'an exhaustive look at the post-war documentary boom' - The Digital Fix '...lively, interesting and important.' - Viewfinder 'A major addition to the literature on the history of the documentary film, and to the history of british cinema...Shadows of Progress brings to wider public and academic attention a category of films that would otherwise be hidden from view. No other book of this scale has been published on the specific topic of British film documentary history in the post-war period, and thanks to its publication there now exists an accessible resource that can both define an area of documentary production, and provide the basis for further study.' - Reviews in History
This item was reviewed in:
Choice, June 2011
To find out how to look for other reviews, please see our guides to finding book reviews in the Sciences or Social Sciences and Humanities.
Summaries
Long Description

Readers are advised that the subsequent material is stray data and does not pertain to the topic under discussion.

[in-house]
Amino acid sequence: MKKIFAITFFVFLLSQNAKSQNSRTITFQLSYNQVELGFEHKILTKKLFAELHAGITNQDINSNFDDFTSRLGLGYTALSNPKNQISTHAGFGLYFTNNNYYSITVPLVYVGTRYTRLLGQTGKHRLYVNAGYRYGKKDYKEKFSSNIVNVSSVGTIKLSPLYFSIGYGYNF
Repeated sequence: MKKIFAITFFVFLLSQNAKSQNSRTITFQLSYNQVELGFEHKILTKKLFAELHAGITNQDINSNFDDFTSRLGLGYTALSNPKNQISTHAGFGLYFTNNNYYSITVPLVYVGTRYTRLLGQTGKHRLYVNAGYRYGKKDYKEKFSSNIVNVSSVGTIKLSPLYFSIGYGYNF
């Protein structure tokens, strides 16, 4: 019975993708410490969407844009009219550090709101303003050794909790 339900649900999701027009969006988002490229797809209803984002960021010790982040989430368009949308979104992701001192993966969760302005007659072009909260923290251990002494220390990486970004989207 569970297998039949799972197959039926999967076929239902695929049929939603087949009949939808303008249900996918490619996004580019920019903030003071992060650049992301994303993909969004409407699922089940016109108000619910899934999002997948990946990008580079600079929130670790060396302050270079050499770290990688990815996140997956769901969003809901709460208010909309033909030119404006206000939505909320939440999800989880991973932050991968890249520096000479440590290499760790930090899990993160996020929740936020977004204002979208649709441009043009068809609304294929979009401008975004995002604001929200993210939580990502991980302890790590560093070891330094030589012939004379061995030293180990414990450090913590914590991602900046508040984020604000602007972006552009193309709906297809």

From out of the shadows of the British Documentary Movement pioneered by revered figures such as John Grierson, Humphrey Jennings and Paul Rotha, there appeared a new generation of filmmakers that has never received due recognition ' until now. Shadows of Progress: Documentary Film in Post-War Britain is an insightful reappraisal of documentary history and introduces forty years of filmmaking that historians have almost entirely neglected. In this enlightening collection, leading scholars of documentary cinema examine the shifting relationships between documentary forms and subjects, in addition to considering how filmmaking and public relations interact and how industry and society relate to one another. In providing a historical context, this pivotal study also reveals a number of issue that resonate with contemporary debates such as the rise of environmentalism, the balance of state and industry, the role of the individual in the community and a nation and a world travelling from bust to boom and back again. Britain emerged from the Second World War as a transformed country, facing new social, industrial and cultural challenges. Its documentary film tradition ' defined and established in the 1930s and 1940s ' continued evolving, utilising technical advances, displaying robust aesthetic concerns, and benefiting from the entry into the industry of commercial sponsors with generous budgets. Although thousands of films were seen by millions worldwide, the received wisdom has been that British documentary went into swift decline after the war, resurrected only by Free Cinema and the arrival of the television documentary. Shadows of Progress challenges this assumption, presenting instead a complex and nuanced picture of the sponsored documentary in flux. In comprehensive overview, Patrick Russell and James Piers Taylor uncover the reasons why the British documentary was neglected, and provide an insightful analysis of its sponsorship, production, distribution and themes. They paint a vivid picture of institutions ' from public bodies to multinational industries ' constantly defining and redefining their relationships with film as a form of enlightened public relations. The social study film and the industrial film both come into sharp focus, revealed as post-war documentary's yin and yang. In the second part of the book, twelve authors from the curatorial and academic worlds pick up the story from the viewpoint of the filmmaker, as the varied career stories, and contrasting personalities, of over a dozen directors are told. From Lindsay Anderson's lesser-known early career to neglected filmmakers like John Krish, Sarah Erulkar, Eric Marquis and Derrick Knight, a kaleidoscopic picture is built up of myriad relationships of craftsman to sponsor. With over one-hundred pictures, many never before seen, Shadows of Progress also contains a valuable resource of information on how films from the period can be viewed, and is published in tandem with the BFI DVD box-set: ? Patrick Russell is Senior Curator (Non-Fiction), BFI National Archive, UK. His job encompasses both the collections management and interpretative aspects of the curatorial role. In the latter capacity, he is author of 100 British Documentaries (BFI, 2007) and co-editor of The Lost World of Mitchell and Kenyon (BFI, 2004). He is a regular contributor to BFI screenonline, and to other web resources. His programming work has included the following major National Film Theatre / BFI Southbank seasons: John Krish - Shooting the Message (2003), Michael Grigsby and the Documentary Tradition (2004), Documentary Centenaries (2007). The latter fed into the highly acclaimed 2008 DVD release Land of Promise: The British Documentary Movement 1930-50 , to which he also contributed many of the booklet notes.